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An image of Paillé’s—from the World Rainbow Gathering in Guatemala—slid across my dash several months ago.

Intrigued, I quickly found his candid portraits of illegal Ivorian immigrants working as “beaters” outside Paris’ Chateau D’eau Station. Despite the conceptually problematic aspects of the project—fetishizing alterity, for starters—the detail and precise exposure control floored me.

The majority of his works causes me to suffer an uncharacteristic loss for words. I am never particularly enamored with his choice of subjects and I think his use of color borders on gratuitous hyper-stylization. But damn if I don’t absolutely dig his eye.

However, the thing that makes his work so distinct is for me less a visual signature and more an attitude toward the subject. I’ve found it’s always stupid to try to say something that has already been said well better, so there’s this quote from Thich Nhat Hanh:

            You must love in such a way that the person you love feels free.

To my eye, that is what makes a Benoit Paillé image so unique—he seems less concerned with taking a picture than offer his camera as a means of recording the intrinsic truth that comes from sharing a holy moment.


Mathilda Eberhard


Is it me or is there something almost post-coital about the way this feels to the eye—towel-wrapped, shower-wet hair and still damp skin sheathed in afterglow and diaphanous light?

In spite of being digital, I wish this were an image I had made. It exemplifies so many imagistic attributes I hold dear:·       

  • It eschews the forced intimacy of knee-jerk close-ups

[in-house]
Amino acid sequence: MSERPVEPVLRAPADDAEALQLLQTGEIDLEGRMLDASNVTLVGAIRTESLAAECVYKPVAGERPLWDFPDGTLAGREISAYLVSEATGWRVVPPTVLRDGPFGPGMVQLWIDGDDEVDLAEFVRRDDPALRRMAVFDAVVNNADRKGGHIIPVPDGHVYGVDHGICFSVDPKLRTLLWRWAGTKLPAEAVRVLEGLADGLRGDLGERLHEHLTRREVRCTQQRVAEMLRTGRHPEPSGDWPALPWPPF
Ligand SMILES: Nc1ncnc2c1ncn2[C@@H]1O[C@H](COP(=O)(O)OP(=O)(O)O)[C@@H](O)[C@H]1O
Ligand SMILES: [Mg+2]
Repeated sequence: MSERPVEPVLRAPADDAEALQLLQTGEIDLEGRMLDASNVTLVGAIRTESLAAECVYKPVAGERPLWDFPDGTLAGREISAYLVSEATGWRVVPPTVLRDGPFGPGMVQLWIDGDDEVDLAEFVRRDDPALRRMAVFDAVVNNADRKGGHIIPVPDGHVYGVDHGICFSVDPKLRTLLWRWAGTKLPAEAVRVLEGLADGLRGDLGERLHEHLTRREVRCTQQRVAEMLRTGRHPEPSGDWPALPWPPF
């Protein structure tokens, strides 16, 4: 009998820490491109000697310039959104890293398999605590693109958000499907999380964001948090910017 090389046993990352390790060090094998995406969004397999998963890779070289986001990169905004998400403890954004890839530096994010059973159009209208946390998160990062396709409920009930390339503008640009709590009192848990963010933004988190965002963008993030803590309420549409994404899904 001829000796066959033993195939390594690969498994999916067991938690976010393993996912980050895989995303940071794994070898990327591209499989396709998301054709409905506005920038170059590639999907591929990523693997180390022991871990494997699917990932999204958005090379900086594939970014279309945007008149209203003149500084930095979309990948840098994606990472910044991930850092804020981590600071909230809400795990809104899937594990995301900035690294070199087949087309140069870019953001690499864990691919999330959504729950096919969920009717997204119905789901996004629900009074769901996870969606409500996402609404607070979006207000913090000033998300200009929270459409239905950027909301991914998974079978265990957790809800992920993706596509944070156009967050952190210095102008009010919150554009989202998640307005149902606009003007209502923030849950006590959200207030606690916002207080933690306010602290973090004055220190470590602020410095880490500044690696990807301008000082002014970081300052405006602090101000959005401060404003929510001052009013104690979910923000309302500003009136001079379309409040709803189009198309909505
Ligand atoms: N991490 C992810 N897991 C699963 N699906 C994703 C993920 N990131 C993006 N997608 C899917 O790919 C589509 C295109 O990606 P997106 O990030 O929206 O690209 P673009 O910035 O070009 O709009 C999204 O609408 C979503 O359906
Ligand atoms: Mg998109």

• Employs a scale fixed somewhere betwixt Wall’s voyeuristic medium shots and Angelopoulos’ telescopic long shots in order to offer the viewer a wealth of contextual information.
  • A visually compelling interior is presented so as to avoid the trappings of perfect production design. (Tarkovsky is as close to having a deity as I come, but I’m perpetually frustrated by his über-eclectic, pristinely cluttered sets with no room for real people to live)
  • It features a beautiful young nude woman with exquisite, tiny breasts and pubic hair.

All that is missing is a narrative seed, one moment suggesting what came before and what follows. But this is more of a tone poem, it would seem.

Tone poems, though, are slippery as eel skin. And there is a tendency to use them as an excuse for untouched inconsistencies.

For example, the framing here pans the camera slightly right to ensure the golden light on her back appears reflected in the mirror; this wawker-jawing complicated by the extreme wide angle is nearly balanced out by the uneven curtain rod’s counter-angle—keyword: nearly.

Also, her pose is odd. It is clearly staged but she holds it in such an unself-conscious way that it from avoids appearing contrived.

These inconsistencies cut both ways: justifying the unresolved aspects as endemic to the work is what makes it great; it is also what keeps it from being truly exceptional due to such justification obfuscating the implicit awareness the image provides of viewing something up to a terminal point—the snapping of the shutter—and then being left with little except the technical inconsistencies to ponder for clues that simply don’t exist.